Exercise Voijeks Strike
In January 663 Sqn, 3 Regt AAC planned and conducted Exercise VOIJEK’S STRIKE, an Attack Helicopter (AH) Sqn level Air Land Integration exercise alongside the RAF and US Force Elements from RAF LAKENHEATH and MILDENHALL. The Exercise was based out of Wattisham but incorporated training serials around Norfolk and Suffolk, with STANTA and Sculthorpe being the main focus of activity.
The training was arranged in line with the Sqn’s focus on returning to Land Contingency. Capitalising on relationships developed between units and our US counterparts over years of operating alongside them in Afghanistan. The Sqn Ops team developed a detailed and mutually beneficial training schedule that incorporated an impressive array of UK and US assets. A combined UK/US J2 team worked on developing an intelligence picture to support a hybrid threat environment focusing on adversary Armour and Asymmteric tactics. This allowed us, in particular, to test our familiarity with rapidly switching between Hi and Low Level Tactics whilst becoming more comfortable within a different operating environment. Having successfully completed operations in Afghanistan, our focus is turning to re-discover how to train for a contested environment with credible EW threats, thus, demanding that we once again look closely at these tactics.
Once the foundations for the exercise were built, word spread and we found more and more agencies wanting to take part. Useful scenarios were worked up for each of the participants throughout the week, before joining together for a highly coordinated strike mission on the final day. Units included the USAF 321st Squadron who would complete a High Altitude High Opening (HAHO) parachute insert onto the Target Area; USAF F15s and RAF Typhoons which would conduct strikes prior to H Hr to destroy key Air Defence Assets; C130s to drop follow on forces and HH60 Pedro’s to conduct CASEVAC on Call. Throughout the week JTACs from 1RHA worked with their counterparts from the USAF (including a team that flew in from Illinois specifically to conduct the integrated training) to conduct high and low level ’controls’ and take the opportunity to identify some key lessons for operating collaboratively with Low Level TTPs; those that have been less widely utilised during operations in Afghanistan.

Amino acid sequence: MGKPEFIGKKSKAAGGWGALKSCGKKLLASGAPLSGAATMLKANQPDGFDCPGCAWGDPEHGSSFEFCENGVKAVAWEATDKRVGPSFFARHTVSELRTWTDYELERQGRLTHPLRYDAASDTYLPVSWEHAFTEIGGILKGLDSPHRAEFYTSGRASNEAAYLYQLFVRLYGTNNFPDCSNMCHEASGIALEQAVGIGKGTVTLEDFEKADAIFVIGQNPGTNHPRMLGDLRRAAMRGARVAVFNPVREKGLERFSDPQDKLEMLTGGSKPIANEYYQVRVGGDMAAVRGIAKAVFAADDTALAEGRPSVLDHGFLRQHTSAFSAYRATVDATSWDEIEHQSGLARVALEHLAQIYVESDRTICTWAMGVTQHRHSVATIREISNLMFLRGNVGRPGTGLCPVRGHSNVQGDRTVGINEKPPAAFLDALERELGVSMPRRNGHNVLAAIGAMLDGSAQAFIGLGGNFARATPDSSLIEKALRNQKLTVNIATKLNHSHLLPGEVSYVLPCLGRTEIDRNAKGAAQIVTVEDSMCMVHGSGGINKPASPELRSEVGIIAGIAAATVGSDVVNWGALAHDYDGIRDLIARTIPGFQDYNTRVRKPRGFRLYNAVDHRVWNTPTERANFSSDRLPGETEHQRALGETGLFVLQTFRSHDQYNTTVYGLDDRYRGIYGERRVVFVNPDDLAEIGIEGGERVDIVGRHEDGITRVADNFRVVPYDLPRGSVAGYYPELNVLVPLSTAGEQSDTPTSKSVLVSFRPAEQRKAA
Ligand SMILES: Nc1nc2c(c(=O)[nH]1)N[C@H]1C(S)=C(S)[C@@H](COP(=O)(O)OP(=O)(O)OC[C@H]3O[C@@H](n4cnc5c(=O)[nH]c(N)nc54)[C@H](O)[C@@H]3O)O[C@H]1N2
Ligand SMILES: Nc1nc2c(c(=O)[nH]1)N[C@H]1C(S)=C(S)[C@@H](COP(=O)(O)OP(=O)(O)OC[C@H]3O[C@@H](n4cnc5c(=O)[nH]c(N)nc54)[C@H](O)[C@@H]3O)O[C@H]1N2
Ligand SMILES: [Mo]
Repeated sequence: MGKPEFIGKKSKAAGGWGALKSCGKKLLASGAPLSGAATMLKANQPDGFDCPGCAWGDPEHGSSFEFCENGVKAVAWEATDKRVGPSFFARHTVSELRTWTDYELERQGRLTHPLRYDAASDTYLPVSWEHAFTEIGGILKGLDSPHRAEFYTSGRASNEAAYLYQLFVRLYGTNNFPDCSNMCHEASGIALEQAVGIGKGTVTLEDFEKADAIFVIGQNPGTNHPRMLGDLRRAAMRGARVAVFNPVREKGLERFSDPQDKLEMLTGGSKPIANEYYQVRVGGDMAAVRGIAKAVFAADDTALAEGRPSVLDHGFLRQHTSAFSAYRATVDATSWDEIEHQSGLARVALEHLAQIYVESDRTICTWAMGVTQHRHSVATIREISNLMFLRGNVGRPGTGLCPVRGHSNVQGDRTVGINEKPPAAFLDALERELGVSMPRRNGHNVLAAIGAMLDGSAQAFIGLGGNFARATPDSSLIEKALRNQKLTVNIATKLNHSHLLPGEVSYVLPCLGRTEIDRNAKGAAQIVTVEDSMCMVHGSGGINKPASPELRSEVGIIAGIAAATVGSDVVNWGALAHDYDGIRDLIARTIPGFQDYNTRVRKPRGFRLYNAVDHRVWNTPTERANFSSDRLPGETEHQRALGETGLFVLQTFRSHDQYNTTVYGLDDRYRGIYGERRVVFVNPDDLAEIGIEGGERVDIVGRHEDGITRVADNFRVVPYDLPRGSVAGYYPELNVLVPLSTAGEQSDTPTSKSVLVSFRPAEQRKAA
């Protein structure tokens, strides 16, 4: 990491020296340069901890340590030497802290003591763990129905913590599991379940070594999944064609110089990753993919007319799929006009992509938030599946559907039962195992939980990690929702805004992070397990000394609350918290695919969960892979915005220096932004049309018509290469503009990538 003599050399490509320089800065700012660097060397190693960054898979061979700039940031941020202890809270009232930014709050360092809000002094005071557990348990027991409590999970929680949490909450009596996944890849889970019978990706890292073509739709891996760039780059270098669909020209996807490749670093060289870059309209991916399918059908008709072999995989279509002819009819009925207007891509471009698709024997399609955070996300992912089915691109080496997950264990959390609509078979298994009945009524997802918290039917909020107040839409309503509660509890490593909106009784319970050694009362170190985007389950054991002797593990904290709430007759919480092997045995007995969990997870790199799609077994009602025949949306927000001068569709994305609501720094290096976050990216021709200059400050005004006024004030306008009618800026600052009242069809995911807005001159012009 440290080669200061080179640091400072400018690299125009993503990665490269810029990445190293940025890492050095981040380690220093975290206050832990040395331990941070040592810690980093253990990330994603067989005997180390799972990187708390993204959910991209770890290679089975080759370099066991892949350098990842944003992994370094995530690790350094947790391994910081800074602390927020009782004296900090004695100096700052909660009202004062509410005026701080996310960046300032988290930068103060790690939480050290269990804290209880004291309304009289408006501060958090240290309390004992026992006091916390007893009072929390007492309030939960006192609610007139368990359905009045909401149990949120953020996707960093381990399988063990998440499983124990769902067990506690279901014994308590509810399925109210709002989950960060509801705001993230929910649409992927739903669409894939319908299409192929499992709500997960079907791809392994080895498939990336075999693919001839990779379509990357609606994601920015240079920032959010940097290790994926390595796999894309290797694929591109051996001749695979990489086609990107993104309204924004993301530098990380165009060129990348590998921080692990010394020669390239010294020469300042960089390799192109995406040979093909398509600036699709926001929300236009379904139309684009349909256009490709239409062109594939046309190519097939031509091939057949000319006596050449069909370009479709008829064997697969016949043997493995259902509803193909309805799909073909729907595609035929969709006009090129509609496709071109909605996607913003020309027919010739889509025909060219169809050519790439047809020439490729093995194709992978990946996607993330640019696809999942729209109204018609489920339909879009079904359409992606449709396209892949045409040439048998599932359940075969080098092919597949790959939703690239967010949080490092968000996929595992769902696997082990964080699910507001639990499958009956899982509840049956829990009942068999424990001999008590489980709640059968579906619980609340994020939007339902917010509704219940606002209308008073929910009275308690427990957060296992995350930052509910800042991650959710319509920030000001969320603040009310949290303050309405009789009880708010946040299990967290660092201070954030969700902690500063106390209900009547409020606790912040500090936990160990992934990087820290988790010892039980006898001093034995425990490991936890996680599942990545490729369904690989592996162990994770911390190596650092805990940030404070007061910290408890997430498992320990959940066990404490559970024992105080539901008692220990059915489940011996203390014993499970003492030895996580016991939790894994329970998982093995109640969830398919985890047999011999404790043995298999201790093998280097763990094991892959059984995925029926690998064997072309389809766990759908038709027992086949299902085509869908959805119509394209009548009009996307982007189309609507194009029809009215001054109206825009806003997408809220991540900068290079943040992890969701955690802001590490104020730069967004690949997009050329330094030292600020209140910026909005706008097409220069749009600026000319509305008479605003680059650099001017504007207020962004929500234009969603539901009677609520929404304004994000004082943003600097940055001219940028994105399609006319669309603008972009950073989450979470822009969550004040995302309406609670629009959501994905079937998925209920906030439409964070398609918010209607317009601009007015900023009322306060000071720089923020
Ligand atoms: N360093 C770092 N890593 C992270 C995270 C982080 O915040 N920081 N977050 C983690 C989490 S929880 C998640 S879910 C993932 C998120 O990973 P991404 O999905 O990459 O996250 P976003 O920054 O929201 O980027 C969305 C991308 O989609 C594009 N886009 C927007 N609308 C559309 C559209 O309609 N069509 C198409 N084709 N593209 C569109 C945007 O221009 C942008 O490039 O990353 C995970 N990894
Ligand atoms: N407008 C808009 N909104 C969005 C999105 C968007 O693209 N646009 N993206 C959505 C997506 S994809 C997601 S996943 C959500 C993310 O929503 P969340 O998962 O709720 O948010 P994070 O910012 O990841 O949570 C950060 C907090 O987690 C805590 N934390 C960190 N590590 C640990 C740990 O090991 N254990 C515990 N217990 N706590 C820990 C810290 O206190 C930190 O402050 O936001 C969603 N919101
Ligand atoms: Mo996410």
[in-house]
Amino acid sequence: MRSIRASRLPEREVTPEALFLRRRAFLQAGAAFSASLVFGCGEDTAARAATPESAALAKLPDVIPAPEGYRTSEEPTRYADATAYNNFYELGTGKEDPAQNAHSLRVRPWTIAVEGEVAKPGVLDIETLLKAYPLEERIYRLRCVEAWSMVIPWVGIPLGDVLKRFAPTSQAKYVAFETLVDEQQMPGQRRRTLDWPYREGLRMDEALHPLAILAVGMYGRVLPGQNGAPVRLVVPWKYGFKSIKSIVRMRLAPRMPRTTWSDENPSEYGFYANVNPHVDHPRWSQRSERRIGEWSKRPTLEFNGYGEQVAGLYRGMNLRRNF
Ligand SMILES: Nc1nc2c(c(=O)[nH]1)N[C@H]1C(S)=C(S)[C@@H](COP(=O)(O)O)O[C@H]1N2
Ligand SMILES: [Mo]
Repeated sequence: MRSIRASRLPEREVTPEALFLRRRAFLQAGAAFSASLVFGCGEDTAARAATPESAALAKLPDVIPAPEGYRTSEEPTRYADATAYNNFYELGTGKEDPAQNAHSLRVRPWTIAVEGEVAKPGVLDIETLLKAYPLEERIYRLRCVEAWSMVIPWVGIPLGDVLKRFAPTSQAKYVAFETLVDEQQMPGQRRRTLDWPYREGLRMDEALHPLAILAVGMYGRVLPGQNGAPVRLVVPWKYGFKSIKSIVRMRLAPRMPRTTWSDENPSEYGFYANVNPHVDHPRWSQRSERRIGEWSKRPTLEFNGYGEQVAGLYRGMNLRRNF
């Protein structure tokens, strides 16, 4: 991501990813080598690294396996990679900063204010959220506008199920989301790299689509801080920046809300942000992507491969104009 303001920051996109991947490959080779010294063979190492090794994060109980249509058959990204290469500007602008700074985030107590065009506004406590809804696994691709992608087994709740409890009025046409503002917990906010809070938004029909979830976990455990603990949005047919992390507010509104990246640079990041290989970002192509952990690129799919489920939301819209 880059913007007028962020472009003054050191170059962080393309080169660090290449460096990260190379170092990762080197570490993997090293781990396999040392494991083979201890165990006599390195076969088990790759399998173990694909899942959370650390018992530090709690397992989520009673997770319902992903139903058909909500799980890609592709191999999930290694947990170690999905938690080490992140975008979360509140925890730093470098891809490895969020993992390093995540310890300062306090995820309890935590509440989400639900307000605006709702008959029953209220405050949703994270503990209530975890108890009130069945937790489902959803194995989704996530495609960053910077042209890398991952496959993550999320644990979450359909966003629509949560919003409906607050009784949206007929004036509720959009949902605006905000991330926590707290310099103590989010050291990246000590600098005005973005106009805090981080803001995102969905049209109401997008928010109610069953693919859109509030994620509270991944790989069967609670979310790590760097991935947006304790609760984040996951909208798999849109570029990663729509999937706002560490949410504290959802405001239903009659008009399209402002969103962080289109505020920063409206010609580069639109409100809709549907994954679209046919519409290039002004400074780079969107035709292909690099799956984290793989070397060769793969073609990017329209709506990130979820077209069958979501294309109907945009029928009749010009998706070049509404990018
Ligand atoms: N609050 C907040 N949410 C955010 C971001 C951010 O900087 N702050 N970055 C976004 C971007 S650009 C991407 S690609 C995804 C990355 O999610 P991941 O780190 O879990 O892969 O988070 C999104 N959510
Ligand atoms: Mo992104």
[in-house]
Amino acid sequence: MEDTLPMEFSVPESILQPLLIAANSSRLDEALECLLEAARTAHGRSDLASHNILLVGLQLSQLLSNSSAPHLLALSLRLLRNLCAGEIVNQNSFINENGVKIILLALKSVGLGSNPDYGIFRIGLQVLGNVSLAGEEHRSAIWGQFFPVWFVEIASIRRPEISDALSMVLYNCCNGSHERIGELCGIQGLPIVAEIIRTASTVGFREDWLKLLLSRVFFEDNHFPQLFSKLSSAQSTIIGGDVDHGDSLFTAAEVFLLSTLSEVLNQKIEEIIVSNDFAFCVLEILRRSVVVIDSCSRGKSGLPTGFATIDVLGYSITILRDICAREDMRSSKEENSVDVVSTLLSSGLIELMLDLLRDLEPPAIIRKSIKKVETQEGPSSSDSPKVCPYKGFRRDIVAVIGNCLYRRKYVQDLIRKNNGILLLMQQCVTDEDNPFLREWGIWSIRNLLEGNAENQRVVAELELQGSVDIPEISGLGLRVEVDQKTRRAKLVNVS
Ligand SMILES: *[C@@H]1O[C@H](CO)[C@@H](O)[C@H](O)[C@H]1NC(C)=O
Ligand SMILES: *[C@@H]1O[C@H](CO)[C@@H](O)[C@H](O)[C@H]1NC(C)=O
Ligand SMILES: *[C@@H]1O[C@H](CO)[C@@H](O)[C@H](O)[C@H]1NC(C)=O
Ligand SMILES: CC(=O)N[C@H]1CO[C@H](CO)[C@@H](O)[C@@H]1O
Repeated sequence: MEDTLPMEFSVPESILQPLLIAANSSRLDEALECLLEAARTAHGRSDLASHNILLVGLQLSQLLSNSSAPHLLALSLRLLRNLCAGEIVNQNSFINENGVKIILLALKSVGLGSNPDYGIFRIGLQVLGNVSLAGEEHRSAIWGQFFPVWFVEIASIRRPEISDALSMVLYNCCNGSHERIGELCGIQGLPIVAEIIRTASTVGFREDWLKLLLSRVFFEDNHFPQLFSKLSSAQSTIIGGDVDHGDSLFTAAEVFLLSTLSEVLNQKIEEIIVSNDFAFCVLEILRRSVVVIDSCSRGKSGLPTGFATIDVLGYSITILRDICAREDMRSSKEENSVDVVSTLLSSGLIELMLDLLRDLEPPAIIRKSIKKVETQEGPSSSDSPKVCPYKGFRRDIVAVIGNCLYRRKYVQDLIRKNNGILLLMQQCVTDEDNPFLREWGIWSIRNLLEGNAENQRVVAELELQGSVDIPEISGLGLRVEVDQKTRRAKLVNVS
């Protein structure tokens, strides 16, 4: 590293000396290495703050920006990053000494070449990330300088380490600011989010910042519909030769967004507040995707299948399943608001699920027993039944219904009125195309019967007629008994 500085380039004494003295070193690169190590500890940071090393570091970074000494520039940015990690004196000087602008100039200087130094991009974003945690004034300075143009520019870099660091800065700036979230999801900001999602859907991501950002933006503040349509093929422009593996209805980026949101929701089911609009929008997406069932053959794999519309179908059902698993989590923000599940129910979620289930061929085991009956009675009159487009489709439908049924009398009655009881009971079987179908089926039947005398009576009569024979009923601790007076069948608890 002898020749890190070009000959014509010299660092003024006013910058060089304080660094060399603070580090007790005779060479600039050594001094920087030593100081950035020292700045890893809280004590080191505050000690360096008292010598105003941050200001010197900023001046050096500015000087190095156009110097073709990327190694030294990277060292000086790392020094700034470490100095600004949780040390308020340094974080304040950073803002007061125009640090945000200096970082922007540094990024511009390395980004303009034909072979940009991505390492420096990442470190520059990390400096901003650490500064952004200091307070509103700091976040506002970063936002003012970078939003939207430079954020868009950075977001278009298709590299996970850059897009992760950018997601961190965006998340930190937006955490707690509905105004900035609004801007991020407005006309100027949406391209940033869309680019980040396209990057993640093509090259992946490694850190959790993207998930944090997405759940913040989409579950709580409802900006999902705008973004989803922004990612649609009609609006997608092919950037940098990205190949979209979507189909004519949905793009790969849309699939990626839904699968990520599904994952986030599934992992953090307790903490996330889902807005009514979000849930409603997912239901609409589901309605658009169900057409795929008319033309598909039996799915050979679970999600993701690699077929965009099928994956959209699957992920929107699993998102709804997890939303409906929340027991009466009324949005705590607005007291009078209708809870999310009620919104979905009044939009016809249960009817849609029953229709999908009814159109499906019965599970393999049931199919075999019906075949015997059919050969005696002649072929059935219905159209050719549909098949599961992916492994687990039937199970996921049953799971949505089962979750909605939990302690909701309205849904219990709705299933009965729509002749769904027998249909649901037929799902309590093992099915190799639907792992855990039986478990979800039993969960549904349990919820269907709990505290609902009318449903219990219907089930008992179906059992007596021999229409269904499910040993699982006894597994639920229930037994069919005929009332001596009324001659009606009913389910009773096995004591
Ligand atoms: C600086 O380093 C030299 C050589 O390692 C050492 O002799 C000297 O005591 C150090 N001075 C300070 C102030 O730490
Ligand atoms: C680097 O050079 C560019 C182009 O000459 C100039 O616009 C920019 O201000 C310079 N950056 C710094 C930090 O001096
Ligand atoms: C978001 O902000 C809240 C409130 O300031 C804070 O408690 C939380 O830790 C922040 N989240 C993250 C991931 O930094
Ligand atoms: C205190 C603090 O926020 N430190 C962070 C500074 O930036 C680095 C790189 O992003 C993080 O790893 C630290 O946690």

For our part it was a fantastic opportunity to train with other units, discuss the benefits and risks of various tactics we might employ, to further understand TTPs within an contemporary operating environment and to continue to foster and develop relationships with our US Airborne counterparts. We found that the adage ‘time spent on recce is seldom wasted’ remains as pertinent today as ever. The conceptual discussions during the exercise development phase, to understand each others TTPs, deconfliction measures, on target techniques and communication procedures ensured excellent momentum throughout the scenarios.
Overall, the Sqn was afforded an opportunity to become fully immersed in a dynamic, demanding scenario. The cross unit relationships facilitated an impressive array of assets which significantly increased the training benefit gained from a Sqn Level exercise. Subsequently, the Sqn has conducted similar activities with 45 Commando and is developing future serials to build on the relationships with 2 and 3 PARA. The corporate knowledge gained and the understanding of TTPs which may be employed in a ‘contingency environment’ can only serve to improve our ability to contribute as part of a Highly Agile Force.